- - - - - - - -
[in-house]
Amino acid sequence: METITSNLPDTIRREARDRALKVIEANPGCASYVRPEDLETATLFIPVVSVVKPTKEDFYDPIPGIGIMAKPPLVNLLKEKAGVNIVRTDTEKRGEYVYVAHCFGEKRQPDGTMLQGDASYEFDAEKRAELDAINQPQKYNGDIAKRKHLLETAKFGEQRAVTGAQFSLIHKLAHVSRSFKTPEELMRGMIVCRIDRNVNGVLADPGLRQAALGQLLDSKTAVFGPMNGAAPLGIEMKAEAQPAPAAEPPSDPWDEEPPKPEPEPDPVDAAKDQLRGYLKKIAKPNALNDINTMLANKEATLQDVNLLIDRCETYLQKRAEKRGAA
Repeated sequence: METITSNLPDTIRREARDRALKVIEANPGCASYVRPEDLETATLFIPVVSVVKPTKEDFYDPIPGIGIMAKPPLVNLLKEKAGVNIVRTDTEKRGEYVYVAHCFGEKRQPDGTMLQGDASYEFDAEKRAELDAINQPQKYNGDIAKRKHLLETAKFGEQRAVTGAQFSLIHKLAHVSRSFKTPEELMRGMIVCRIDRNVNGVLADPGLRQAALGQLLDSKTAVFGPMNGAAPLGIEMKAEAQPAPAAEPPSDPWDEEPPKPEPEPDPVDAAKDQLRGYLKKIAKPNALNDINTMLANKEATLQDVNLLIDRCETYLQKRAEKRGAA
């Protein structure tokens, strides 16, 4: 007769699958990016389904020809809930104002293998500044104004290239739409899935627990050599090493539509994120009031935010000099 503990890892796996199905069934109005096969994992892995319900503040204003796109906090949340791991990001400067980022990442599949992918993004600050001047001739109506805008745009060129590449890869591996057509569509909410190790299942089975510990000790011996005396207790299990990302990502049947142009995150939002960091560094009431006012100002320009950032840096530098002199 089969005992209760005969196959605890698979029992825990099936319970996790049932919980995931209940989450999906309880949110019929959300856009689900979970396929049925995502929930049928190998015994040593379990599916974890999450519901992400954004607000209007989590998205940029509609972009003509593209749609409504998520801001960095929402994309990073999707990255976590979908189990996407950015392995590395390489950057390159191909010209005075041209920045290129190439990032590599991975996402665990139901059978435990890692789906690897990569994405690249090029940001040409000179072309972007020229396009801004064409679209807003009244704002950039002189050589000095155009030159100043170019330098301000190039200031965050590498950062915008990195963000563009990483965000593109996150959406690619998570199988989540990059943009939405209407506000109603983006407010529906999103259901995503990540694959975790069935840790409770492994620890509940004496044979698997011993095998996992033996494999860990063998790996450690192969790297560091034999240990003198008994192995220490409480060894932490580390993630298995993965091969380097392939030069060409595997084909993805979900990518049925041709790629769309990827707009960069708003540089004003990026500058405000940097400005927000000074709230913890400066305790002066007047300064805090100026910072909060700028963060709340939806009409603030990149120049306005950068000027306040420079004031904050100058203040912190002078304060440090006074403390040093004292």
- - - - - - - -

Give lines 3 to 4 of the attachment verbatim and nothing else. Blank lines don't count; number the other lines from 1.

Repeated sequence: METITSNLPDTIRREARDRALKVIEANPGCASYVRPEDLETATLFIPVVSVVKPTKEDFYDPIPGIGIMAKPPLVNLLKEKAGVNIVRTDTEKRGEYVYVAHCFGEKRQPDGTMLQGDASYEFDAEKRAELDAINQPQKYNGDIAKRKHLLETAKFGEQRAVTGAQFSLIHKLAHVSRSFKTPEELMRGMIVCRIDRNVNGVLADPGLRQAALGQLLDSKTAVFGPMNGAAPLGIEMKAEAQPAPAAEPPSDPWDEEPPKPEPEPDPVDAAKDQLRGYLKKIAKPNALNDINTMLANKEATLQDVNLLIDRCETYLQKRAEKRGAA
């Protein structure tokens, strides 16, 4: 007769699958990016389904020809809930104002293998500044104004290239739409899935627990050599090493539509994120009031935010000099 503990890892796996199905069934109005096969994992892995319900503040204003796109906090949340791991990001400067980022990442599949992918993004600050001047001739109506805008745009060129590449890869591996057509569509909410190790299942089975510990000790011996005396207790299990990302990502049947142009995150939002960091560094009431006012100002320009950032840096530098002199 089969005992209760005969196959605890698979029992825990099936319970996790049932919980995931209940989450999906309880949110019929959300856009689900979970396929049925995502929930049928190998015994040593379990599916974890999450519901992400954004607000209007989590998205940029509609972009003509593209749609409504998520801001960095929402994309990073999707990255976590979908189990996407950015392995590395390489950057390159191909010209005075041209920045290129190439990032590599991975996402665990139901059978435990890692789906690897990569994405690249090029940001040409000179072309972007020229396009801004064409679209807003009244704002950039002189050589000095155009030159100043170019330098301000190039200031965050590498950062915008990195963000563009990483965000593109996150959406690619998570199988989540990059943009939405209407506000109603983006407010529906999103259901995503990540694959975790069935840790409770492994620890509940004496044979698997011993095998996992033996494999860990063998790996450690192969790297560091034999240990003198008994192995220490409480060894932490580390993630298995993965091969380097392939030069060409595997084909993805979900990518049925041709790629769309990827707009960069708003540089004003990026500058405000940097400005927000000074709230913890400066305790002066007047300064805090100026910072909060700028963060709340939806009409603030990149120049306005950068000027306040420079004031904050100058203040912190002078304060440090006074403390040093004292």